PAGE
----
You know that your boss isn't 100 percent correct 100 percent of the time. But how do you let the boss know he made a mistake, without harming your standing at the company.
Case in point: Netflix alienated customers and investors with decisions to increase prices a couple of years ago. CEO Reed Hastings tried to calm the anger of customers who have been abandoning the service. But could trouble have been avoided? What if some of Netflix employees had stood up and told Hastings that he was wrong?
What if a Decca Records employee had spoken up to the executive who passed on signing The Beatles, or if someone had spoken up to the leaders at The Coca-Cola Company to talk them out of promoting New Coke?
First and foremost, choose your battles. On matters that are insignificant or inconsequential, it's probably best to let it go.
Repeatedly criticize your supervisor on every issue and you'll quickly earn a reputation as a complainer and you'll ultimately lose credibility.
The key is to weigh the mistake against the severity of the potential consequences. If your boss's mistake isn't likely to be problematic, than forget it and move on.
There will be times, however, when you find there's need to speak up and correct a mistake. At Netflix that time may have been when Mr. Hastings decided to raise prices. Author and chemist Orlando Battista was right when he said, "An error doesn't become a mistake until you refuse to correct it."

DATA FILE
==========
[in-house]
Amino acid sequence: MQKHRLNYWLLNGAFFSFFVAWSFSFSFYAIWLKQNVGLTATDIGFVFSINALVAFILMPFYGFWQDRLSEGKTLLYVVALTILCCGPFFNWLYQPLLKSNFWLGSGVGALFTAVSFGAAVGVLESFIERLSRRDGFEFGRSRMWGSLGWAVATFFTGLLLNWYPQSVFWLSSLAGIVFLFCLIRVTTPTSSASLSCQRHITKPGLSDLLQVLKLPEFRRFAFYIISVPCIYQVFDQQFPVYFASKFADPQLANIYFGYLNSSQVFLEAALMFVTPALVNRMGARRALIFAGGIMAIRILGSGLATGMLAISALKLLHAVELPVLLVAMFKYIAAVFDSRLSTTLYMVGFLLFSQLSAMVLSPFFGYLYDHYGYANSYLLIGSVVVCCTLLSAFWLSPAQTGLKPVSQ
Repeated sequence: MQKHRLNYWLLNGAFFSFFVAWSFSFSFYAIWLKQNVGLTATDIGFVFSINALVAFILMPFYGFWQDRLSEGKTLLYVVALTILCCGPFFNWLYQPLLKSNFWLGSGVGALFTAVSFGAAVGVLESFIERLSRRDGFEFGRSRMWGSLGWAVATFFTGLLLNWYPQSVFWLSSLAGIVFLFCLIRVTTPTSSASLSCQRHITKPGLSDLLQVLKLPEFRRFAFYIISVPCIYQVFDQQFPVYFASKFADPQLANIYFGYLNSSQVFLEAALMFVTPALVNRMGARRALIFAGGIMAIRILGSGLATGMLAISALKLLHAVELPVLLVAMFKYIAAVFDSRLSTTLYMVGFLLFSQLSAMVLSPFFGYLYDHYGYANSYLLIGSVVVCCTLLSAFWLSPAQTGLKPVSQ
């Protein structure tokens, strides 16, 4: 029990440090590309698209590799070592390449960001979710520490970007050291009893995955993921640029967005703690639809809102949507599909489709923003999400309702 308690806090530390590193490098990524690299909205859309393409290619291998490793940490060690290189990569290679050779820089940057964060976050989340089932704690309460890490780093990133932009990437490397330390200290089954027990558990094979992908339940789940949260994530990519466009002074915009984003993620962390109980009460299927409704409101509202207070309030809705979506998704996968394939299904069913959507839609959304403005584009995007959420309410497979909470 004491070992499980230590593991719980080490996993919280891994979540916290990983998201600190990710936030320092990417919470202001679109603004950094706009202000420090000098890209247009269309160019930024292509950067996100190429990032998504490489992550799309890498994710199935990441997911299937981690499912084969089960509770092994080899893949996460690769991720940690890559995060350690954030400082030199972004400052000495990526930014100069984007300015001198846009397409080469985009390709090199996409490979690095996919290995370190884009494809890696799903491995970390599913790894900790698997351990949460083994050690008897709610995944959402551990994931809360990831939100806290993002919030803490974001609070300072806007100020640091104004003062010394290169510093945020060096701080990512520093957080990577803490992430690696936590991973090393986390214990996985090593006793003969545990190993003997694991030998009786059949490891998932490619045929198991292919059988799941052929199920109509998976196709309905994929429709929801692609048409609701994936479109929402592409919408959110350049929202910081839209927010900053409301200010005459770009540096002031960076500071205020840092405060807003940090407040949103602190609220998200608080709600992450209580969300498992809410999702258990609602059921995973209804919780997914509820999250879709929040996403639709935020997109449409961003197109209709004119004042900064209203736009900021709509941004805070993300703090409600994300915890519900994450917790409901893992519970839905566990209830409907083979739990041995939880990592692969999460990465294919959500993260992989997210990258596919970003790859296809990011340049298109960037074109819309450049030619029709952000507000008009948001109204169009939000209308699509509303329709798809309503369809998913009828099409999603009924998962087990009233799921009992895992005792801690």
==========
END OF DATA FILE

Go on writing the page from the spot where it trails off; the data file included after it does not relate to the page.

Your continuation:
When a time presents itself, remember that it's far less about what you say and far more about how you say it. How you approach your boss will go a long way towards whether or not you succeed. Be respectful and polite. If you're going to point out a problem, be prepared to offer a solution. Anticipate that the first response will be, “What is your better idea?”
Warning your boss about a potential mistake actually presents an opportunity to show your loyalty to your company. Demonstrate that you're a team player and that you are simply trying to do what you believe is best.
"You must be interested in finding the best way, not in having your own way," said the great basketball coach, John Wooden. Remember that the ultimate goal is to do what's in the best interest of the company. With the right approach, a measured and reasonable disagreement may put you on a path toward greater success.
Of course, it’s always possible your boss will make the wrong decision just the same.